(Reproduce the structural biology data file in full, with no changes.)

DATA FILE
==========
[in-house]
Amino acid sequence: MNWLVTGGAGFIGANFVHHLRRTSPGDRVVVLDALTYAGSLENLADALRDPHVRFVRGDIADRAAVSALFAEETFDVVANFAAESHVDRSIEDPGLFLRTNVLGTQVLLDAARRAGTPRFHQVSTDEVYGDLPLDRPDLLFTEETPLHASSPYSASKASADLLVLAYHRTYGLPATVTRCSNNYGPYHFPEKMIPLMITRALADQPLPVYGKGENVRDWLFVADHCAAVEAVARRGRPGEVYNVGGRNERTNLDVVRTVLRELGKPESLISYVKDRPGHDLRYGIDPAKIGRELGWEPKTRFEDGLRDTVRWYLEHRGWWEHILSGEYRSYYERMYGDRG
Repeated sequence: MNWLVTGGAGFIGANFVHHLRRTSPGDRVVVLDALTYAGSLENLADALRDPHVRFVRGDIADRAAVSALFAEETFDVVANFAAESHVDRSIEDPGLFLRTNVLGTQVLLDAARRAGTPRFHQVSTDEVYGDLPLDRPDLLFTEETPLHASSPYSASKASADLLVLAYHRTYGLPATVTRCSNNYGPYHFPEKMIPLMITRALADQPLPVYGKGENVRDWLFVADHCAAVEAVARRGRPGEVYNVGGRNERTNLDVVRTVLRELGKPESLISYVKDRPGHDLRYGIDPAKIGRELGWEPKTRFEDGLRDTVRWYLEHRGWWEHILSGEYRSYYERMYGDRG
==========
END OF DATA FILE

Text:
[in-house]
Amino acid sequence: MNWLVTGGAGFIGANFVHHLRRTSPGDRVVVLDALTYAGSLENLADALRDPHVRFVRGDIADRAAVSALFAEETFDVVANFAAESHVDRSIEDPGLFLRTNVLGTQVLLDAARRAGTPRFHQVSTDEVYGDLPLDRPDLLFTEETPLHASSPYSASKASADLLVLAYHRTYGLPATVTRCSNNYGPYHFPEKMIPLMITRALADQPLPVYGKGENVRDWLFVADHCAAVEAVARRGRPGEVYNVGGRNERTNLDVVRTVLRELGKPESLISYVKDRPGHDLRYGIDPAKIGRELGWEPKTRFEDGLRDTVRWYLEHRGWWEHILSGEYRSYYERMYGDRG
Repeated sequence: MNWLVTGGAGFIGANFVHHLRRTSPGDRVVVLDALTYAGSLENLADALRDPHVRFVRGDIADRAAVSALFAEETFDVVANFAAESHVDRSIEDPGLFLRTNVLGTQVLLDAARRAGTPRFHQVSTDEVYGDLPLDRPDLLFTEETPLHASSPYSASKASADLLVLAYHRTYGLPATVTRCSNNYGPYHFPEKMIPLMITRALADQPLPVYGKGENVRDWLFVADHCAAVEAVARRGRPGEVYNVGGRNERTNLDVVRTVLRELGKPESLISYVKDRPGHDLRYGIDPAKIGRELGWEPKTRFEDGLRDTVRWYLEHRGWWEHILSGEYRSYYERMYGDRG